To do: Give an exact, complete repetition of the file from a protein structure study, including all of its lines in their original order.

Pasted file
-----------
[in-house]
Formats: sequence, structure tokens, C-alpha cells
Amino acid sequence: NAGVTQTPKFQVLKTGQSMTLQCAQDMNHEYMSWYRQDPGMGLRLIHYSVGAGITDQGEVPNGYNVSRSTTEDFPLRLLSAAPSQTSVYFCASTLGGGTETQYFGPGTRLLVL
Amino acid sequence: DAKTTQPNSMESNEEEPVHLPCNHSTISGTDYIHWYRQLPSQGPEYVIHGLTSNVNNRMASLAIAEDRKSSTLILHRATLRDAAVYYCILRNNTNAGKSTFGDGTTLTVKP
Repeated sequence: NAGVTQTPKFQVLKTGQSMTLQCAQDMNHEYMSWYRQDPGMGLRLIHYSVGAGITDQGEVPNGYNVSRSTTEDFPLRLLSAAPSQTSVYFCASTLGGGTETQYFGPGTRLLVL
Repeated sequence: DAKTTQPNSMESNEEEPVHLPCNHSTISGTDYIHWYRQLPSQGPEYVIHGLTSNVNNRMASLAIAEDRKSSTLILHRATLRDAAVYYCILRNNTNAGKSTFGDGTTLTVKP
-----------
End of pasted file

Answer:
[in-house]
Formats: sequence, structure tokens, C-alpha cells
Amino acid sequence: NAGVTQTPKFQVLKTGQSMTLQCAQDMNHEYMSWYRQDPGMGLRLIHYSVGAGITDQGEVPNGYNVSRSTTEDFPLRLLSAAPSQTSVYFCASTLGGGTETQYFGPGTRLLVL
Amino acid sequence: DAKTTQPNSMESNEEEPVHLPCNHSTISGTDYIHWYRQLPSQGPEYVIHGLTSNVNNRMASLAIAEDRKSSTLILHRATLRDAAVYYCILRNNTNAGKSTFGDGTTLTVKP
Repeated sequence: NAGVTQTPKFQVLKTGQSMTLQCAQDMNHEYMSWYRQDPGMGLRLIHYSVGAGITDQGEVPNGYNVSRSTTEDFPLRLLSAAPSQTSVYFCASTLGGGTETQYFGPGTRLLVL
Repeated sequence: DAKTTQPNSMESNEEEPVHLPCNHSTISGTDYIHWYRQLPSQGPEYVIHGLTSNVNNRMASLAIAEDRKSSTLILHRATLRDAAVYYCILRNNTNAGKSTFGDGTTLTVKP